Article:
Eating During Hemodialysis Treatment: A Consensus Statement From the International Society of Renal Nutrition and Metabolism: A Consensus Statement From the International Society of Renal Nutrition and Metabolism

Brandon M. Kistler, Debbie Benner, Jerrilynn D. Burrowes, Katrina L. Campbell, Denis Fouque, Giacomo Garibotto, Joel D. Kopple, Csaba P. Kovesdy, Connie M. Rhee, Alison Steiber, Peter Stenvinkel, Pieter ter Wee, Daniel Teta, Angela Y. M. Wang, Kamyar Kalantar-Zadeh

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72 Citations (Scopus)


Poor nutritional status and protein-energy wasting are common among maintenance dialysis patients and associated with unfavorable outcomes. Providing foods, meal trays, snack boxes, and/or oral nutritional supplements during hemodialysis can improve nutritional status and might also reduce inflammation, enhance health-related quality of life, boost patient satisfaction, and improve survival. Potential challenges include postprandial hypotension and other hemodynamic instabilities, aspiration risk, gastrointestinal symptoms, hygiene issues, staff burden, reduced solute removal, and increased costs. Differing in-center nutrition policies exist within organizations and countries around the world. Recent studies have demonstrated clinical benefits and highlight the need to work toward clear guidelines. Meals or supplements during hemodialysis may be an effective strategy to improve nutritional status with limited reports of complications in real-world scenarios. Whereas larger multicenter randomized trials are needed, meals and supplements during hemodialysis should be considered as a part of the standard-of-care practice for patients without contraindications.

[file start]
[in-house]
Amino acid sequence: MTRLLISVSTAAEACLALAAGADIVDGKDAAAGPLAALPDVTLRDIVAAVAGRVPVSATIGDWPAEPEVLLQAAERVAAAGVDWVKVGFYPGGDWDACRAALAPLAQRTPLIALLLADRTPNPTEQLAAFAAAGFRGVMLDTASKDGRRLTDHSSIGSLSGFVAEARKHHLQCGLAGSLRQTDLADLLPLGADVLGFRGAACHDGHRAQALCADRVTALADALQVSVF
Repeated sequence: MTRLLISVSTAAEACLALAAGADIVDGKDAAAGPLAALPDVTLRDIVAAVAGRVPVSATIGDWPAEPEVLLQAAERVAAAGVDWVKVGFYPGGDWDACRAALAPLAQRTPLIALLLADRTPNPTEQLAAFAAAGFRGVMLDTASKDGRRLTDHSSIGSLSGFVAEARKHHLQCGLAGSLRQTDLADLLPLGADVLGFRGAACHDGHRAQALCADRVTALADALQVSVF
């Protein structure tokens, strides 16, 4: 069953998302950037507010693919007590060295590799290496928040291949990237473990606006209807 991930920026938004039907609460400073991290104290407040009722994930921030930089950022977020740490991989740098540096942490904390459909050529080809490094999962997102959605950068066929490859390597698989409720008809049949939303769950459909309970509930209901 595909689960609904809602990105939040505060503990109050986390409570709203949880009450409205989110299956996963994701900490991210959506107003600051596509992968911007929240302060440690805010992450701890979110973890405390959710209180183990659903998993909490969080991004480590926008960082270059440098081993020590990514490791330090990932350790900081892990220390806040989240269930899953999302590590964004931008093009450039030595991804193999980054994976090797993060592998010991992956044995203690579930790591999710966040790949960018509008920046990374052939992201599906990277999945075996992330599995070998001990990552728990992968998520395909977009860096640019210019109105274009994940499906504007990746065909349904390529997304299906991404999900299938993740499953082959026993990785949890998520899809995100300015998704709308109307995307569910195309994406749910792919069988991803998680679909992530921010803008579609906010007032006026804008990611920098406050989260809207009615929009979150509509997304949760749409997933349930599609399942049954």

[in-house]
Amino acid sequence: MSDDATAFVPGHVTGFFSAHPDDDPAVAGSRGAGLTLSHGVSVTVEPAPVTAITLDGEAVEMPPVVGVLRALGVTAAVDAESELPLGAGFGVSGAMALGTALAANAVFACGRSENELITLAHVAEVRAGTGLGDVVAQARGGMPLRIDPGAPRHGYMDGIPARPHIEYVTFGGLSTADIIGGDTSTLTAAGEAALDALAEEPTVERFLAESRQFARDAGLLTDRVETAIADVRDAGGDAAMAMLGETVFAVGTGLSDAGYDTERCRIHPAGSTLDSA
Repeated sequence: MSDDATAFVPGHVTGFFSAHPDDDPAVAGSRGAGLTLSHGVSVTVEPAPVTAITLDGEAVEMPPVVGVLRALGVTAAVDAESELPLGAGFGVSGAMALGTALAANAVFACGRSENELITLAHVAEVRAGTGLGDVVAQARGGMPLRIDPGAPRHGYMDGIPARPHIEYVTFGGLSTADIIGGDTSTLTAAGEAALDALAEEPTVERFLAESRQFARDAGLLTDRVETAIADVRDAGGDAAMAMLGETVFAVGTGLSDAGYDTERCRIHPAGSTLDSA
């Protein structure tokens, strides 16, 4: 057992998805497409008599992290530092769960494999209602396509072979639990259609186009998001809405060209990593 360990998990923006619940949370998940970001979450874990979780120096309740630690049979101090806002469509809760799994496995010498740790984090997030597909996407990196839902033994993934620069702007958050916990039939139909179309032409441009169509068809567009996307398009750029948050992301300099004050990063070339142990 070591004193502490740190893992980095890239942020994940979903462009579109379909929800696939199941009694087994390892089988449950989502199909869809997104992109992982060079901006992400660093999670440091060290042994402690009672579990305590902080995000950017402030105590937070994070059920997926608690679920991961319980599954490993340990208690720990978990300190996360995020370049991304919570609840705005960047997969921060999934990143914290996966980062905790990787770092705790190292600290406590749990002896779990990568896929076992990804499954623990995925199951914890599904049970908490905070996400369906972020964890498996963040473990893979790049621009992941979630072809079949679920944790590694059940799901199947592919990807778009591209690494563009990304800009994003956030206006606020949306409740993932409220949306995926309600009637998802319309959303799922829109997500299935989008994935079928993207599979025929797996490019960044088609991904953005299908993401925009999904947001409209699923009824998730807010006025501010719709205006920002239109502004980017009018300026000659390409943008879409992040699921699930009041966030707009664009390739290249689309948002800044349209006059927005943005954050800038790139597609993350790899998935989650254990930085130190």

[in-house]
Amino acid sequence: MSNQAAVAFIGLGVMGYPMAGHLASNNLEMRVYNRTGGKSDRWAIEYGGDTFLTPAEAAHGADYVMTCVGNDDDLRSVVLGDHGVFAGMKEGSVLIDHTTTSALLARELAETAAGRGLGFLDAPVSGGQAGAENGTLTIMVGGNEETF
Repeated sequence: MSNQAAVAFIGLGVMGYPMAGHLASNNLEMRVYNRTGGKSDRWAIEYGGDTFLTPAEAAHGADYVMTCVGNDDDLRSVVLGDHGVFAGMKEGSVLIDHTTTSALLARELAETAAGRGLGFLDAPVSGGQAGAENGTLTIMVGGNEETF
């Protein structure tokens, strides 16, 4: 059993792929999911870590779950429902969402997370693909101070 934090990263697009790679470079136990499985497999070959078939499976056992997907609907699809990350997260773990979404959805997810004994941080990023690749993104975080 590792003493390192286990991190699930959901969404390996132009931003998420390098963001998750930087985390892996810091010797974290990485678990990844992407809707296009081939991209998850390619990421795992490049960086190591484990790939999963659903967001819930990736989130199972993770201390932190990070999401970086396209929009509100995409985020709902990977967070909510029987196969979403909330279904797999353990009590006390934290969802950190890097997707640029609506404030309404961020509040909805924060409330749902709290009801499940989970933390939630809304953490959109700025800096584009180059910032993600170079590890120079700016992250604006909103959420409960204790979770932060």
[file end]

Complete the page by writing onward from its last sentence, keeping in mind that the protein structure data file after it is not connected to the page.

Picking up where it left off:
Original languageEnglish
Pages (from-to)4-12
Number of pages9
JournalJournal of Renal Nutrition
Issue number1
Publication statusPublished - 1 Jan 2018

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